Did a Gun Control Group Violate Their Own Pet Law?

It’s fair to say that New Mexico probably wouldn’t even have a “universal” background check law in place were it not for the advocacy and agitation of New Mexicans to Prevent Gun Violence, which makes the accusations that the gun control group violated the law in question even more amusing to me.


The group was supposed to hold a gun “buyback” in Farmington, New Mexico this past weekend, but after the city council hit the brakes in response to an uproar from citizens, the anti-gunners decided to move forward with their plans without the involvement of the local police.

New Mexico State Rep. Stefani Lord was one of the first to call out the gun control group for failing to abide by the very laws its members support.

On today’s Bearing Arms Cam & Co, New Mexico Shooting Sports Association treasurer Zac Fort told me that not only does New Mexicans to Prevent Gun Violence appear to have taken possession of these firearms without going through a background check, which would be a violation of state law, but the guns that were “dismantled” by the group don’t appear to have been destroyed in line with ATF guidelines. If that’s the case, then they were still considered “firearms” under federal law and may have been illegally converted into short-barreled rifles. Some of them may even have been handed over to students in Albuquerque.


The gun control group maintains that it didn’t violate the background check law since they “dismantled” the guns on-site. But if the firearms weren’t destroyed in line with the ATF’s guidelines (meaning the destruction of the frame or receiver), then neither the group nor its members were legally able to take possession of them, which appears to have been the case given a post on X from the group earlier today. Not only is there a record of NMPGV gifting “dismantled” firearms to students at Robert F. Kennedy Charter School to use in art projects, but as recently as today the group was posting on social media about artists reaching out to them (as opposed to the original gun owner) to “turn these guns” into art pieces.

San Juan County Sheriff R. Shane Ferrari is now investigating the activities of New Mexicans to Prevent Gun Violence. In a post on Facebook, Ferrari said that in reviewing the law he’s unable to find anything that would make the group or individual members exempt from having to undergo a background check if the firearms are being transferred.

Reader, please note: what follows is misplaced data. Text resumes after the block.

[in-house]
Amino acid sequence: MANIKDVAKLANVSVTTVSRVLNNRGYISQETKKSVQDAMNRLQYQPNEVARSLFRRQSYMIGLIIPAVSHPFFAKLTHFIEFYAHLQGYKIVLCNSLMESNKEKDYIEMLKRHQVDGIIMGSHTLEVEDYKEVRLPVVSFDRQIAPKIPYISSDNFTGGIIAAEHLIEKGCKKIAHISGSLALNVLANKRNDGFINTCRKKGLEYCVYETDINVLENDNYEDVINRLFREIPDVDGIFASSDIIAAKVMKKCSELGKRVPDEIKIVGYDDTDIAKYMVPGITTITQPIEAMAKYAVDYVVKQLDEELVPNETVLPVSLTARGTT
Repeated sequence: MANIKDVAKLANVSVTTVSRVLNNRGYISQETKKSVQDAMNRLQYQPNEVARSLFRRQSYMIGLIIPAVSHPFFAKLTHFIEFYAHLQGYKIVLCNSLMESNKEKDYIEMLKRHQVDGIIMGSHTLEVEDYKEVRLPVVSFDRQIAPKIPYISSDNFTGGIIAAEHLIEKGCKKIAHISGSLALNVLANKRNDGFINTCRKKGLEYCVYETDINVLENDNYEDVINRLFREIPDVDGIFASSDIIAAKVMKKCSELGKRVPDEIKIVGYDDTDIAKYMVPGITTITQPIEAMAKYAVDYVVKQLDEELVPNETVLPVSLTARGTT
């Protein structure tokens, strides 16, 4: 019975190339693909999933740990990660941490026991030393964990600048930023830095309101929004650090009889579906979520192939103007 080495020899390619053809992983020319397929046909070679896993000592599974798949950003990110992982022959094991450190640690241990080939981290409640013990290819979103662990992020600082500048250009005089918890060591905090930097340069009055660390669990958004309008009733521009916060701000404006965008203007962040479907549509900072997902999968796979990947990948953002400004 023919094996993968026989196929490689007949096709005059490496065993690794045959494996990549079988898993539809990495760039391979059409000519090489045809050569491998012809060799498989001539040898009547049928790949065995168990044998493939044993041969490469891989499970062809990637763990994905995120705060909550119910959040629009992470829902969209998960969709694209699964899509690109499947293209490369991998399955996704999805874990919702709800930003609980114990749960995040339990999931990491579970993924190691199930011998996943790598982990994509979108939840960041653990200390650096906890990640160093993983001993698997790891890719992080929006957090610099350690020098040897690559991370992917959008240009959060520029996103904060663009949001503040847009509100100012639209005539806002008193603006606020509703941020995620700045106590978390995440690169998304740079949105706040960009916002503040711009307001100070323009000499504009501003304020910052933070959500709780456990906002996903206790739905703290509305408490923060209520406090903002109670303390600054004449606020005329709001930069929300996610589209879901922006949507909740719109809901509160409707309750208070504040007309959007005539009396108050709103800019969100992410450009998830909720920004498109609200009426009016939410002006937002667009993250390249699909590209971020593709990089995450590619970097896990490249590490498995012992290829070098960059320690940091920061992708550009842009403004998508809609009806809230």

A sale is taking place (gift cards $100 and up), it is advertised as a purchase and called a “buy back”. Some may question the exemption “to law enforcement” meaning if we (law enforcement) purchases the gun we don’t need a background check. This manly covers law enforcement purchasing duty guns. There are currently law enforcement agencies using tax dollars to purchase unwanted firearms (gun buyback) under the Governor’s current health order. Those are lawful and covered as exemptions in the law.

However, law enforcement is required to obtain a court order for destruction or other disposition. That process takes months. If ‘New Mexicans to Prevent Gun Violence’ is going through law enforcement to purchase the unwanted firearms those must remain in that law enforcement agency’s custody until they obtain a destruction order. Law enforcement can not immediately give someone (including a non-profit group) a firearm for destruction or other means. If that were the case, you could give your gun to law enforcement and they could give it to the San Juan County Wildlife Federation for educational purposes or anyone. Either way I look at it, the law is not being followed.

I have reached out to ‘New Mexicans to Prevent Gun Violence’ with questions. They have referred me to Attorney General Torrez. Both the San Juan County District Attorney’s Office and the New Mexico Attorney General’s Office are reviewing my assessment.

Fort tells Bearing Arms that he doesn’t want to see anyone, even gun control activists, prosecuted for violating the state’s “universal” background check mandate. Instead, he’d like to use the current controversy as a teachable moment about the unintended consequences of gun control laws for anti-gun activists and legislators alike.


“We have thousands of gun control laws. We don’t need more of them,” Fort said. “I don’t know if it gives these people a warm, fuzzy feeling to cut these guns in half, but at the end of the day a gun is wood, metal, and plastic. That’s all it is. It’s a very heavily regulated series of wood, metal, and plastic pieces, but that’s all it is. And we really don’t need any more regulations because the people pushing for those regulations don’t even know what they are. And it appears they may have violated quite a few of those regulations that they don’t even realize exist.”

They’re pushing for even more regulations in the upcoming 30-day legislative session, including a state-level version of the “GOSAFE Act” that would ban the production and sale of almost every center-fire semi-automatic rifle in existence. Fort says that defeating that proposed gun ban and other anti-2A legislation like expanding the state’s “red flag” law is the top priority of the NMSSA, not prosecuting the head of New Mexicans to Prevent Gun Violence or other members who participated in “dismantling” guns in exchange for gift cards. I’d be surprised if any anti-gun activist ends up facing misdemeanor charges, but that depends on the results of Sheriff Ferrari’s investigation more than anything else.

Check out the entire conversation with Zac Fort in the video window below, and stay tuned to find out what the sheriff’s investigation turns up. While the anti-gun group is vowing to continue its door-to-door “dismantling”, they might not be so eager to defend their practice in court if it comes to that.


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